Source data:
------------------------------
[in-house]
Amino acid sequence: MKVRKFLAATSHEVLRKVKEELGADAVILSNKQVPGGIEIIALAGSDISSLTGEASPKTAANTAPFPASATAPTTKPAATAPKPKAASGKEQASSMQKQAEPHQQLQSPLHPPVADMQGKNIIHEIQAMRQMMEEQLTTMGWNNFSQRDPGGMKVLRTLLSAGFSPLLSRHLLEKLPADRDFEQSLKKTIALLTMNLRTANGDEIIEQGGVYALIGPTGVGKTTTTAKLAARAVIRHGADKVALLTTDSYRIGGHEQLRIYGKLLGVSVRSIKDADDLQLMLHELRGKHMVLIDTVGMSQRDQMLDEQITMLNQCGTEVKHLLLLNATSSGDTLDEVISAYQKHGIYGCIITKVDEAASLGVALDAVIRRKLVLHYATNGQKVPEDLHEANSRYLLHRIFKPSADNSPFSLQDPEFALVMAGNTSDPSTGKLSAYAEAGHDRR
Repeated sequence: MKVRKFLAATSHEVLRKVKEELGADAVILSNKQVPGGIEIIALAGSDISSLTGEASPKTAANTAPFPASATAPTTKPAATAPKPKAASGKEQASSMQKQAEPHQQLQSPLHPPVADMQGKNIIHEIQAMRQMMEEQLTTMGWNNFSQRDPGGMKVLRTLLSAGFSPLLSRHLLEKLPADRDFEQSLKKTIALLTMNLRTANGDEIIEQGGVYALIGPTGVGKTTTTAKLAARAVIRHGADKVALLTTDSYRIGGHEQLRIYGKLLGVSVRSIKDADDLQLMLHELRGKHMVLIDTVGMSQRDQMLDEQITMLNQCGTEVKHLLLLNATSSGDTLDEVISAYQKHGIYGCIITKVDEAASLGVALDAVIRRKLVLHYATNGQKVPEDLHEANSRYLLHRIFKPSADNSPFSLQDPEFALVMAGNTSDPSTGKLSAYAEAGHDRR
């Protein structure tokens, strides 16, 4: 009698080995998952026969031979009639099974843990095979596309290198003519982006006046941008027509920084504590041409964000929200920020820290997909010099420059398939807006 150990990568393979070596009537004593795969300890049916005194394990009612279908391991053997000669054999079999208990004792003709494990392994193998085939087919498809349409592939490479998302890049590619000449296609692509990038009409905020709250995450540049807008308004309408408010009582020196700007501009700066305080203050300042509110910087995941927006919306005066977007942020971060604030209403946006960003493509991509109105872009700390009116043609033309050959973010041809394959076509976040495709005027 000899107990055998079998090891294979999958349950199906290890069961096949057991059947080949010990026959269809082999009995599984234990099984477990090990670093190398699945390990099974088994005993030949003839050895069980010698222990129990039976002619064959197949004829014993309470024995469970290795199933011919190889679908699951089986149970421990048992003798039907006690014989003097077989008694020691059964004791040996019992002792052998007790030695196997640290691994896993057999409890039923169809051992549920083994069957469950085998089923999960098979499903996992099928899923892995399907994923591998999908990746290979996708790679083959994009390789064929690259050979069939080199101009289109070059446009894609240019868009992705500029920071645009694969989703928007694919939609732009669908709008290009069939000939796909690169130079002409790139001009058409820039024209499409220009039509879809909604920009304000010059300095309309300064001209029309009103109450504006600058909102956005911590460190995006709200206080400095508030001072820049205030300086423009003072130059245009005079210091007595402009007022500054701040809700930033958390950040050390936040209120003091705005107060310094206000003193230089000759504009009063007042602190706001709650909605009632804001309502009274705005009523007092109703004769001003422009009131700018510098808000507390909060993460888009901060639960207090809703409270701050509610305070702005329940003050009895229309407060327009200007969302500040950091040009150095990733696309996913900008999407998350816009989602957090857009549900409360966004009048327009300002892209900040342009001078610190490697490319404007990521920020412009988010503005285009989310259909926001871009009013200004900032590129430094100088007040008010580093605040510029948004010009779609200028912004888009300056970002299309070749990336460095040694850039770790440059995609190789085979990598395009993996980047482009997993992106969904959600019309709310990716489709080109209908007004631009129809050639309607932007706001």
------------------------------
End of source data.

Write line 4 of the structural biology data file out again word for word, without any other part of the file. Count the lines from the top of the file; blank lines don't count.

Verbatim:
């Protein structure tokens, strides 16, 4: 009698080995998952026969031979009639099974843990095979596309290198003519982006006046941008027509920084504590041409964000929200920020820290997909010099420059398939807006 150990990568393979070596009537004593795969300890049916005194394990009612279908391991053997000669054999079999208990004792003709494990392994193998085939087919498809349409592939490479998302890049590619000449296609692509990038009409905020709250995450540049807008308004309408408010009582020196700007501009700066305080203050300042509110910087995941927006919306005066977007942020971060604030209403946006960003493509991509109105872009700390009116043609033309050959973010041809394959076509976040495709005027 000899107990055998079998090891294979999958349950199906290890069961096949057991059947080949010990026959269809082999009995599984234990099984477990090990670093190398699945390990099974088994005993030949003839050895069980010698222990129990039976002619064959197949004829014993309470024995469970290795199933011919190889679908699951089986149970421990048992003798039907006690014989003097077989008694020691059964004791040996019992002792052998007790030695196997640290691994896993057999409890039923169809051992549920083994069957469950085998089923999960098979499903996992099928899923892995399907994923591998999908990746290979996708790679083959994009390789064929690259050979069939080199101009289109070059446009894609240019868009992705500029920071645009694969989703928007694919939609732009669908709008290009069939000939796909690169130079002409790139001009058409820039024209499409220009039509879809909604920009304000010059300095309309300064001209029309009103109450504006600058909102956005911590460190995006709200206080400095508030001072820049205030300086423009003072130059245009005079210091007595402009007022500054701040809700930033958390950040050390936040209120003091705005107060310094206000003193230089000759504009009063007042602190706001709650909605009632804001309502009274705005009523007092109703004769001003422009009131700018510098808000507390909060993460888009901060639960207090809703409270701050509610305070702005329940003050009895229309407060327009200007969302500040950091040009150095990733696309996913900008999407998350816009989602957090857009549900409360966004009048327009300002892209900040342009001078610190490697490319404007990521920020412009988010503005285009989310259909926001871009009013200004900032590129430094100088007040008010580093605040510029948004010009779609200028912004888009300056970002299309070749990336460095040694850039770790440059995609190789085979990598395009993996980047482009997993992106969904959600019309709310990716489709080109209908007004631009129809050639309607932007706001």